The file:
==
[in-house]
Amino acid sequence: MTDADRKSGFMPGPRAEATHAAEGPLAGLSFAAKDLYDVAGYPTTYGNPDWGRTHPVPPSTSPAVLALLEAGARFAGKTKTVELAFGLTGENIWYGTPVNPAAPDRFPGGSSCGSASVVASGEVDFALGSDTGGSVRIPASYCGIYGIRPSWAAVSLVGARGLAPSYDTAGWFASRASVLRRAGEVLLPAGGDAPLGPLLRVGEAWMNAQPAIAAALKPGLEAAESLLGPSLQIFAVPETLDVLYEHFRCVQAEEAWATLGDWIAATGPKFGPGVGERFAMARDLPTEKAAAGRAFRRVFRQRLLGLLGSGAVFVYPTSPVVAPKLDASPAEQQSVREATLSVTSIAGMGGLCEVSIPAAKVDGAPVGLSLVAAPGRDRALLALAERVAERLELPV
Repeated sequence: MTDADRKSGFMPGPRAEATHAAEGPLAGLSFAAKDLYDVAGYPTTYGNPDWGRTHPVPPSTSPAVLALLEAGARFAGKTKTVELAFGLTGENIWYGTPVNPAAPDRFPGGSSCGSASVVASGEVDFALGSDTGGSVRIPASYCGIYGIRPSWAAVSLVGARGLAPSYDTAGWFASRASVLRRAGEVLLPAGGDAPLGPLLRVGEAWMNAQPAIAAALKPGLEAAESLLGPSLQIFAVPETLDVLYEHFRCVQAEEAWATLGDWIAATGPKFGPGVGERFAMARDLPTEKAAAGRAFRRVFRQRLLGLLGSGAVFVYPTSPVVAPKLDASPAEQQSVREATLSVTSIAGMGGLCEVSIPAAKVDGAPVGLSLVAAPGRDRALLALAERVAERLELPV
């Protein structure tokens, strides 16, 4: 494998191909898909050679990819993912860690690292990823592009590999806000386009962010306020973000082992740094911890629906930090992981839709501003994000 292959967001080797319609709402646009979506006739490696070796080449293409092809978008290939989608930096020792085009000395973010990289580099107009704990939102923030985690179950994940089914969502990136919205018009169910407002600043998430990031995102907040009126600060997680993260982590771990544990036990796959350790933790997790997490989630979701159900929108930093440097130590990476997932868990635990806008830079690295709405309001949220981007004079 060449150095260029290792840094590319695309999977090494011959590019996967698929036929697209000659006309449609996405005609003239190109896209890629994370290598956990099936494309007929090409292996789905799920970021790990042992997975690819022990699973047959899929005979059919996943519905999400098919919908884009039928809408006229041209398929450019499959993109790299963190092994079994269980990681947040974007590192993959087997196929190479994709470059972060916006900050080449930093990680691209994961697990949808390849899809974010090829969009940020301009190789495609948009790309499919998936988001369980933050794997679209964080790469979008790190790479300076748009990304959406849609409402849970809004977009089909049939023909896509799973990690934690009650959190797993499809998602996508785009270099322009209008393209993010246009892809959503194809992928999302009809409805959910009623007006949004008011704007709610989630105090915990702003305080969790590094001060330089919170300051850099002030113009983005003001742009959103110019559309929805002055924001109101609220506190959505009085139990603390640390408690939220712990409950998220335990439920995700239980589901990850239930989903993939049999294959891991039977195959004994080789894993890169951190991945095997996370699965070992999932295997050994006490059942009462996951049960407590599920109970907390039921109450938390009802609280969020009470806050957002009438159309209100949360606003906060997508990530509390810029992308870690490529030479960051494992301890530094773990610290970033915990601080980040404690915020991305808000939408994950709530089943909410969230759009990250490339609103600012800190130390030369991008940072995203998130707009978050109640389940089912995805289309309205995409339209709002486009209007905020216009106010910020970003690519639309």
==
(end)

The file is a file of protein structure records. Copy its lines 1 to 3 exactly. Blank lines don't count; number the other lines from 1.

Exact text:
[in-house]
Amino acid sequence: MTDADRKSGFMPGPRAEATHAAEGPLAGLSFAAKDLYDVAGYPTTYGNPDWGRTHPVPPSTSPAVLALLEAGARFAGKTKTVELAFGLTGENIWYGTPVNPAAPDRFPGGSSCGSASVVASGEVDFALGSDTGGSVRIPASYCGIYGIRPSWAAVSLVGARGLAPSYDTAGWFASRASVLRRAGEVLLPAGGDAPLGPLLRVGEAWMNAQPAIAAALKPGLEAAESLLGPSLQIFAVPETLDVLYEHFRCVQAEEAWATLGDWIAATGPKFGPGVGERFAMARDLPTEKAAAGRAFRRVFRQRLLGLLGSGAVFVYPTSPVVAPKLDASPAEQQSVREATLSVTSIAGMGGLCEVSIPAAKVDGAPVGLSLVAAPGRDRALLALAERVAERLELPV
Repeated sequence: MTDADRKSGFMPGPRAEATHAAEGPLAGLSFAAKDLYDVAGYPTTYGNPDWGRTHPVPPSTSPAVLALLEAGARFAGKTKTVELAFGLTGENIWYGTPVNPAAPDRFPGGSSCGSASVVASGEVDFALGSDTGGSVRIPASYCGIYGIRPSWAAVSLVGARGLAPSYDTAGWFASRASVLRRAGEVLLPAGGDAPLGPLLRVGEAWMNAQPAIAAALKPGLEAAESLLGPSLQIFAVPETLDVLYEHFRCVQAEEAWATLGDWIAATGPKFGPGVGERFAMARDLPTEKAAAGRAFRRVFRQRLLGLLGSGAVFVYPTSPVVAPKLDASPAEQQSVREATLSVTSIAGMGGLCEVSIPAAKVDGAPVGLSLVAAPGRDRALLALAERVAERLELPV